Tuesday, June 25, 2024

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বাংলা
Dhaka Tribune

STRUGGLES OF MIGRANT WORKERS

Insurance payouts available only for deaths overseas

This is the sixth of an 11-part series on the challenges faced by migrant workers

Update : 21 Mar 2024, 10:34 AM

Soheli Khatun, a mother of two from Lalmonirhat, ventured abroad as a domestic help in Saudi Arabia, leaving her children under her mother's care.

Tragically, she succumbed to illness within four months, with her death certificate citing HIV positivity. Upon her return to Bangladesh, her father, Ahmadul Haque, sought the promised insurance sum of Tk 3 lakh, only to be denied by the insurance officials due to her HIV status.

At the time, Ahmadul Haque said: “We don’t even know exactly how my daughter died. Don't have any idea what HIV is.” He had no words when asked about how he will raise his two grandchildren.

According to the Ministry of Expatriate Welfare and Foreign Employment, the government has introduced mandatory “Expatriate Worker Insurance” for Bangladeshi workers going abroad by the end of 2019.

The insurance coverage is set at Tk10 lakh, with expatriate workers between the ages of 18 and 55 eligible for this protection for a duration of five years.

Expatriate workers are required to cover the insurance premium along with additional fees for their exit permit. 

Critical issues such as HIV or suicide-related deaths are acknowledged but remain unaddressed.

According to the calculations of the state agency Jiban Bima Corporation, a total of 3.2 million workers have left for work in different countries since then till 2023.

As of now, a total of 1,397 workers or their family members have submitted claims for insurance benefits. However, many did not get any money due to numerous factors.

The annual report of the Wage Earners Welfare Board for the year 2022-23 says that 1.1 million workers came under compulsory insurance in that financial year. 

A total of Tk31,72,10,000 has been paid as death insurance to the families of 860 workers during the financial year.

Who gets insurance money?

As per regulations outlined by the Wage Earners Welfare Board under the Ministry of Expatriate Welfare and Foreign Employment, the state agency Jiban Bima Corporation clarifies the conditions under which workers are eligible for insurance benefits. 

These include scenarios such as the worker's return to the country within six months of death, permanent disability, partial permanent disability, or dismissal during the insurance period. 

In the event of natural death or an accident occurring during the insurance period or within 90 days after its expiry, the full sum insured, which amounts to Tk10 lakhs, will be disbursed. 

Furthermore, if a worker returns to the country within six months of being dismissed, he or she is entitled to Tk50,000 under the insurance scheme. However, this benefit will not apply if the employee goes abroad at the full expense of the employer.

However, certain circumstances preclude workers from receiving insurance benefits. These include death by suicide or self-harm within six months of taking the insured risk, as well as death or illness attributable to HIV-AIDS or similar diseases. 

Moreover, fatalities resulting from participation in risky sports or adventurous activities such as motor racing, boxing, scuba diving, horse racing, mountain climbing, and others, are also exempt from insurance coverage.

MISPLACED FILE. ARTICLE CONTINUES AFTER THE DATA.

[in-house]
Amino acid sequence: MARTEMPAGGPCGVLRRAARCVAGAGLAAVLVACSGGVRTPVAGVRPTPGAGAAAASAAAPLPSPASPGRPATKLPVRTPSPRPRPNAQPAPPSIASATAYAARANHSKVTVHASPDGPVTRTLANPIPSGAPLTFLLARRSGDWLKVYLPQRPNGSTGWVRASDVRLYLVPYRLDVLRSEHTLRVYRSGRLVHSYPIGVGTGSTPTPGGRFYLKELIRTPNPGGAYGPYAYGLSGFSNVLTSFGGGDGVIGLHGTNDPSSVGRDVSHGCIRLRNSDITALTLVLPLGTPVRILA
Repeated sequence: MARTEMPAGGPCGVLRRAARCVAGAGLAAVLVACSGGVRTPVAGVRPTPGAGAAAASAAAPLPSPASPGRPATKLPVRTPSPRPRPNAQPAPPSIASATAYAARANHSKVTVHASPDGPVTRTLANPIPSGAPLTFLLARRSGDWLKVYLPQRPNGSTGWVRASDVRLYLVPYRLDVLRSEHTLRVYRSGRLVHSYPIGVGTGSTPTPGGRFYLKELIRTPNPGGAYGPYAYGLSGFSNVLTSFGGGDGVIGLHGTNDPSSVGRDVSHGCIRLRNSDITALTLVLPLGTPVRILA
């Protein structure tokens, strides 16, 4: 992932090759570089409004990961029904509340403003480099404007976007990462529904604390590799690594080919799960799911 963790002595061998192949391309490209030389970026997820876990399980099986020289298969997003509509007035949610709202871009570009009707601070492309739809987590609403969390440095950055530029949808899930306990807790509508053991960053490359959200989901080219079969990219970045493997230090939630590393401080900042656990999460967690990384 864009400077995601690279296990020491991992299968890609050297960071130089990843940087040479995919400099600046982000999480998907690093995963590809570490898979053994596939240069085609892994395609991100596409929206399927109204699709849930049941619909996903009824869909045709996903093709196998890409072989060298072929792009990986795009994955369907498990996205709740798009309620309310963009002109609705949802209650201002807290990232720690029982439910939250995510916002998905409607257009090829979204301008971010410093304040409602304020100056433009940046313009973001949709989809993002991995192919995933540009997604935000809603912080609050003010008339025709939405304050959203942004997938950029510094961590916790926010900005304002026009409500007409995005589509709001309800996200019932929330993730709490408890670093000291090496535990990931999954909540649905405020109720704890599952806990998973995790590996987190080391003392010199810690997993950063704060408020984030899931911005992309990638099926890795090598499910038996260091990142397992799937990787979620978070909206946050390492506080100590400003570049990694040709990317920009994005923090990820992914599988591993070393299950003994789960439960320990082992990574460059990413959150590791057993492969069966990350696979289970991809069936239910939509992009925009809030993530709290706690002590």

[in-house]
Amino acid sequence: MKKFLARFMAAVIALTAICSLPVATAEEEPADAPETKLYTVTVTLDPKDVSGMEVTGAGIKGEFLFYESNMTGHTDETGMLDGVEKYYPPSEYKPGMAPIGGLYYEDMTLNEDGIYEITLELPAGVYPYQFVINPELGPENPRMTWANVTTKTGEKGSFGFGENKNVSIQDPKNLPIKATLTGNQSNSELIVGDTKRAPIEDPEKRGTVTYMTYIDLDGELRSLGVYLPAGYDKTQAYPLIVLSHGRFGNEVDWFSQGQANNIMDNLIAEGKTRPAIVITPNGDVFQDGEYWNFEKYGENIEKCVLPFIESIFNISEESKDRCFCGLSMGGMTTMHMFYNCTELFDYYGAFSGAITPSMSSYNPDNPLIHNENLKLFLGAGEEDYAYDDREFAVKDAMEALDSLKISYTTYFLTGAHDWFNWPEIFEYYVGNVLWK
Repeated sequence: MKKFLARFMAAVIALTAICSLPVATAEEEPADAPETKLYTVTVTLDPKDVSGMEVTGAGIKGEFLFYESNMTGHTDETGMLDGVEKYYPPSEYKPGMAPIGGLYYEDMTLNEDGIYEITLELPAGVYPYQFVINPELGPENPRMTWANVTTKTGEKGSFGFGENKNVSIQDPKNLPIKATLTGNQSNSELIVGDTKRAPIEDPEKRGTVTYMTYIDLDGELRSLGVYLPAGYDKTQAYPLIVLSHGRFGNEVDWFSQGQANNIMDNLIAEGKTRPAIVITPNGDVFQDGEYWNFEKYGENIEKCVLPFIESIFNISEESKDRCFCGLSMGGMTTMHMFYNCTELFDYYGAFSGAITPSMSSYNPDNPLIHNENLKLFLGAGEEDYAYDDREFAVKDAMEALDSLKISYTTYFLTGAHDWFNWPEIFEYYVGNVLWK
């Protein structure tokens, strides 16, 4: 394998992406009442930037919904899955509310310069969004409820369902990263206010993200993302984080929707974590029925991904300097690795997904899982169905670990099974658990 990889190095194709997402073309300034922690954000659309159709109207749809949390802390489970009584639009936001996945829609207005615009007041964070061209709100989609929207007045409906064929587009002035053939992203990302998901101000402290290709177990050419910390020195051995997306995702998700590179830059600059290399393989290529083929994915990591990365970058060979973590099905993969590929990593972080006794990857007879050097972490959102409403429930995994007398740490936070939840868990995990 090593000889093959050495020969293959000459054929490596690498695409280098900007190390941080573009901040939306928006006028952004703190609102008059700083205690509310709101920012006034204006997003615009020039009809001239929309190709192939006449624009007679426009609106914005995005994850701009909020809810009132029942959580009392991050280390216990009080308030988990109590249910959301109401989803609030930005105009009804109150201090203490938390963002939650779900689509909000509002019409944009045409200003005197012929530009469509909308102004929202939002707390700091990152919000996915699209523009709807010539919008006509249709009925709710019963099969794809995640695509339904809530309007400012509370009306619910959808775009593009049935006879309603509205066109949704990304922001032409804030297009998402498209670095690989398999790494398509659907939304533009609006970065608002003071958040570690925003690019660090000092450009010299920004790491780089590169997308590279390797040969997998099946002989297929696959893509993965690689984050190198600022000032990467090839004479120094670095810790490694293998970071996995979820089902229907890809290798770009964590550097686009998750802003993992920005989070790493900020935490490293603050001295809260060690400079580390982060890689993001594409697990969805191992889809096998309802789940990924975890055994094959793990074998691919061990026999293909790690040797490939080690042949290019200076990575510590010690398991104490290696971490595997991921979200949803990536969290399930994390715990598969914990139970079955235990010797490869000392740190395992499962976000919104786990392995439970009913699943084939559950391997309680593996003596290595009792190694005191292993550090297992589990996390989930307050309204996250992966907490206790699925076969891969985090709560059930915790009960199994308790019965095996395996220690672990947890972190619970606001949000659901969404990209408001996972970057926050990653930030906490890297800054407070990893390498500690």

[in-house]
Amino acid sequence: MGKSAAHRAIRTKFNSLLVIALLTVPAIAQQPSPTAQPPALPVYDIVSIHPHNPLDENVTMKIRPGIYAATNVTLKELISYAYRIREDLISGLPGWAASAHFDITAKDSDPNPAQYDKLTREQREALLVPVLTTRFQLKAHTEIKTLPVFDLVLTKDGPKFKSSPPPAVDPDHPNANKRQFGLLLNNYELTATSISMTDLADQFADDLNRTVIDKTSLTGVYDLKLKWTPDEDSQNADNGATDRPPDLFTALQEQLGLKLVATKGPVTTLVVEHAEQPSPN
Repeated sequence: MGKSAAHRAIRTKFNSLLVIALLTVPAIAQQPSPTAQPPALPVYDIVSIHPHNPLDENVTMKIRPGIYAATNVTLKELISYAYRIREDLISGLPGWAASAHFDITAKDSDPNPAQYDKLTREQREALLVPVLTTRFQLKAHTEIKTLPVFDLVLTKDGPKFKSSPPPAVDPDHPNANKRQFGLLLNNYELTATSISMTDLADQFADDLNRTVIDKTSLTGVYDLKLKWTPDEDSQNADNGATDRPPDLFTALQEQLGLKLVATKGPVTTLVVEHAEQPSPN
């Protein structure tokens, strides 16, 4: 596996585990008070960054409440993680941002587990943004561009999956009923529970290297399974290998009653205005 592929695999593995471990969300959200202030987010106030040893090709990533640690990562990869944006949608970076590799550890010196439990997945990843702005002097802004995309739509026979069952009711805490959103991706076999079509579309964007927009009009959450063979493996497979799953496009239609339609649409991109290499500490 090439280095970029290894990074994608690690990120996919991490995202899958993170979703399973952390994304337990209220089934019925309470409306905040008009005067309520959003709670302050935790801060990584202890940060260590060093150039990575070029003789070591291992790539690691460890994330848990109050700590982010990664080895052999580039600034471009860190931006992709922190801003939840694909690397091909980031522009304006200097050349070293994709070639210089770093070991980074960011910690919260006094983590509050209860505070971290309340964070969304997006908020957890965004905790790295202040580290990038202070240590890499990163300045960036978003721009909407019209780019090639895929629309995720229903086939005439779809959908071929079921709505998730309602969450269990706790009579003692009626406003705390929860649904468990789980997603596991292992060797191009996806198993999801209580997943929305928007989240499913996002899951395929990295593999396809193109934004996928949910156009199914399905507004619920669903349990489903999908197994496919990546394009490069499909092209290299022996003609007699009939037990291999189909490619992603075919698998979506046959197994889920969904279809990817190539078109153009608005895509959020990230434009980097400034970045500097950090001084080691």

Additionally, deaths attributed to alcohol or drug addiction, war or riots, miscreant attacks, and death penalties by court verdict do not qualify for worker insurance benefits.

According to the Bureau of Manpower, Employment and Training (BMET), insurance money is automatically deposited into the worker's bank account only in the event of their death abroad, even if they have not applied for it. 

In all other cases, claimants must actively pursue the insurance money through the claims process. 

However, many workers do not know the insurance procedures, payment regulations, and aviation processes. As a result, this lack of understanding often results in them being deprived of their rightful insurance benefits.

What experts say

Sanchita Talukder, executive director of the Association for Social Development of Bangladesh (ASDB), highlighted the unfortunate reality of migrant workers taking recourse to suicide abroad owing to various reasons. 

She said: “Insurance benefits are not available if the death certificate from the destination country is written as suicide or HIV positive or died in war or riots. The family members of that worker have nothing to do about it. Claims have been made for workers' health insurance besides covering suicide, AIDS or death due to diseases.”

Mosharraf Hossain, the expatriate workers insurance manager at Jiban Bima Corporation, told Dhaka Tribune that meetings have been arranged to make workers aware about the insurance before going abroad.

He said that extensive efforts are being made to inform workers through various training sessions and activities.

Istihak Rayhan, a lecturer at the Economics Department of Jahangirnagar University, commended the initiative to provide insurance coverage for expatriate workers, mentioning its significance beyond just addressing the deaths of migrant workers. 

“However, if this information is not communicated to the employees or they are not made aware, then even if there is insurance, it will not be useful,” he said.

He said that as expatriate workers are the main source of remittance for the country, ensuring their safety and well-being through adequate insurance benefits is crucial. 

“Their insurance benefits are more like ensuring the safety of the family. If the state institutions are more responsible in this regard, expatriates will gain confidence and it will strengthen the country's economy,” Istihak said.

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